University of Toledo trustees Monday acknowledged the resignation of Trustee Tom Brady and created a School of Solar and Advanced Renewable Energy.
The trustees' special board meeting followed the presentation of President Dr. Lloyd Jacobs' third annual address, outlining the role of universities in today's society.
Mr. Brady, who has said he planned to resign so he could be considered for an interim dean position in UT's Judith Herb college of education, submitted his letter of resignation, effective Friday, to the board of trustees and to Gov. Ted Strickland. Thomas Switzer, education college dean, announced plans last fall to step down after the school year.
University trustees are appointed by the governor. Mr. Brady was appointed in 2005 to the former Medical College of Ohio board of trustees.
His term expires in 2014.
Mr. Brady, 64, is president of Plastic Technologies Inc. in Springfield Township.
In its other action, the board created a School of Solar and Advanced Renewable Energy and directed Dr. Jacobs to organize it to become a leading school of advanced renewable energy not only for Ohio but also for the nation.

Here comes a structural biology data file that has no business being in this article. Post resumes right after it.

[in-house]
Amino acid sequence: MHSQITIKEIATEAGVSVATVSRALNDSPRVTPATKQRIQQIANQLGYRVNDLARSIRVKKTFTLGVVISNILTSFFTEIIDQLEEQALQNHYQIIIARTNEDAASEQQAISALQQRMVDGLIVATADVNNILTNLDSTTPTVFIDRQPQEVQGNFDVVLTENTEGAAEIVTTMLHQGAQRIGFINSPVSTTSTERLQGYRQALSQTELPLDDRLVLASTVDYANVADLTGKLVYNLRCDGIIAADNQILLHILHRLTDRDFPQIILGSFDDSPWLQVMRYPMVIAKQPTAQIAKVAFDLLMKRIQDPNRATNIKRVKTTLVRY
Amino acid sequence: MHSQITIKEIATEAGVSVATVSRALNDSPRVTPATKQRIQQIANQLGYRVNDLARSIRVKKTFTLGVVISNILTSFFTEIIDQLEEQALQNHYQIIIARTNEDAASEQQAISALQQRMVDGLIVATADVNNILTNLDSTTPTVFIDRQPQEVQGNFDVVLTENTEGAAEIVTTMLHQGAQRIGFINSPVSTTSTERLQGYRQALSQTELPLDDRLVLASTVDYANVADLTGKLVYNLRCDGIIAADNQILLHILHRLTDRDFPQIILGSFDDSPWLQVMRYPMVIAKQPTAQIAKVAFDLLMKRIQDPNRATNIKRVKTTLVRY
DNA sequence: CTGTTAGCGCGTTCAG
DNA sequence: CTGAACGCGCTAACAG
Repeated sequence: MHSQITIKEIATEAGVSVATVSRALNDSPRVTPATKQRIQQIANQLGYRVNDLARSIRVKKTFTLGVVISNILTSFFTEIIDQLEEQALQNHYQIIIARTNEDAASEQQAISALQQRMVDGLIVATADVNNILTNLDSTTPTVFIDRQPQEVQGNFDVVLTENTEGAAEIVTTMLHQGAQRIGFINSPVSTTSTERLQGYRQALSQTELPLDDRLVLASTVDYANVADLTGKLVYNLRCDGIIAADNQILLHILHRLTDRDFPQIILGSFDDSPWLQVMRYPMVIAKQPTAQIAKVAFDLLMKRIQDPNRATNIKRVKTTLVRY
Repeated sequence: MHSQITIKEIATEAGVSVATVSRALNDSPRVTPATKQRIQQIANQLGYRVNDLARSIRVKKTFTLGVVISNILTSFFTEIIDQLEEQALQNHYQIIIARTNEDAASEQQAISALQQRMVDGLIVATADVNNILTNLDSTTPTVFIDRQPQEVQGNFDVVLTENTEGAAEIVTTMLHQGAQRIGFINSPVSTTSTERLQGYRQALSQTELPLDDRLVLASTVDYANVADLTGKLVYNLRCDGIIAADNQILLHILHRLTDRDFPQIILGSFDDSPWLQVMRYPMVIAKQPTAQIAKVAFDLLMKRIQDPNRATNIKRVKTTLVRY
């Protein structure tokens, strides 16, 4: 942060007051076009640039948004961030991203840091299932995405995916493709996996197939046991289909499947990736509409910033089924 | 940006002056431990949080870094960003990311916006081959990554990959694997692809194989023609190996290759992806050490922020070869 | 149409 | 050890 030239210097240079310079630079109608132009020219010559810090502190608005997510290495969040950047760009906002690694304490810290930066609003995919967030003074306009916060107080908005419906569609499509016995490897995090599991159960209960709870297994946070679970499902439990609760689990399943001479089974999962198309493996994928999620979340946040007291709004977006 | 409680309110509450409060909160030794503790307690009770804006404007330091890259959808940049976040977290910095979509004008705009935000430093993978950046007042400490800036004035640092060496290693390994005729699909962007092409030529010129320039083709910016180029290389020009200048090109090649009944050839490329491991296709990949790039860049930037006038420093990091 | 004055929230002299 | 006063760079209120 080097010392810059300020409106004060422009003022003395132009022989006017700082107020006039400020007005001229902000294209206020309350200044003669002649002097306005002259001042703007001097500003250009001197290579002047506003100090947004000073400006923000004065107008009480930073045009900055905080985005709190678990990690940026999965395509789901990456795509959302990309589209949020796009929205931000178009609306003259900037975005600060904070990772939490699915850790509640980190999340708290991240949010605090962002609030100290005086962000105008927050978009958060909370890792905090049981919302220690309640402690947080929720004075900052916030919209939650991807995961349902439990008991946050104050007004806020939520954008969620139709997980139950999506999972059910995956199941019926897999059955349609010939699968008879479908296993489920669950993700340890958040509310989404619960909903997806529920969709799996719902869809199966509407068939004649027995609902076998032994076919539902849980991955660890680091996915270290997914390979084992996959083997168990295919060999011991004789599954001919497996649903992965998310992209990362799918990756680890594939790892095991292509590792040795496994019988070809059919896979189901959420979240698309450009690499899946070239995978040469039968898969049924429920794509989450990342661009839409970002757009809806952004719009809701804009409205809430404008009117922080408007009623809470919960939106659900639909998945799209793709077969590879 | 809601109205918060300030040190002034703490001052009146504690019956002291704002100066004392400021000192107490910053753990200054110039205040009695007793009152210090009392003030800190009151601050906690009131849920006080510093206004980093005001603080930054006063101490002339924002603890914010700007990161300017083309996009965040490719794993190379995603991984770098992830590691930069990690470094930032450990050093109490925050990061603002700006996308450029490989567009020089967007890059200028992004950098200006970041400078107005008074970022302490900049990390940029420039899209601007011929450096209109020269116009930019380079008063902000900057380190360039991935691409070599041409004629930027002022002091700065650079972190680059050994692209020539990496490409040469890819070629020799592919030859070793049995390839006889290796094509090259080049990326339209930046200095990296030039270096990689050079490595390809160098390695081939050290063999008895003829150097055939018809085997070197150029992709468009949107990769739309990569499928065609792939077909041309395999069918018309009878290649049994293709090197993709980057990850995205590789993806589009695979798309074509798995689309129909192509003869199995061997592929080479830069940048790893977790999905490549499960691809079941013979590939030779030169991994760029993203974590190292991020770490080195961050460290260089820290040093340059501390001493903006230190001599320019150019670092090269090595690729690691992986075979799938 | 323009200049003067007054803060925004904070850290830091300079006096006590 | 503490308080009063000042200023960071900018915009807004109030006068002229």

A collaborative group that includes faculty members and deans is putting together a launch plan for the new school, UT Provost Rosemary Haggett said after the meeting.
She said some schools are cutting edge, but this school will be ahead of the edge. "We will be educating students for jobs not created yet," she said.
The school will use existing facilities at least initially, she said. Plans are in the works to transform UT's Scott Park campus into a hub dedicated to alternative energy.
In his address, Dr. Jacobs stressed the importance of a technologically educated work force.
Quoting President Obama, who said in March, "The future belongs to the nation that best educates its citizens," Dr. Jacobs said it's been suggested that an outcome of education is more flexibility, more adaptability, and people with more education who can be more successful at reinventing themselves as the economy changes.
"The emergence of a knowledge-based economy and the decline of traditional manufacturing makes the availability of a technologically sophisticated work force the single most important resource for a city or region," Dr. Jacobs said.
He said he's met with corporate site selectors whose most important question is not about rail access or seaports or buildings, but about the availability of work force.
As he outlined areas of innovation listed in a roundtable report from the College of Arts & Sciences, Dr. Jacobs said he agreed with several, such as to rethink and revise methods of teaching.
"Social networking will transform learning," he said, noting: "Knowledge is now fluid, moveable, existing in cyberspace."
Universities, he said, are being asked to assume a posture of stewardship toward their regions and communities which is unprecedented.
Stewardship is the 21st century role of the university, he said, and UT is equal to this challenge.
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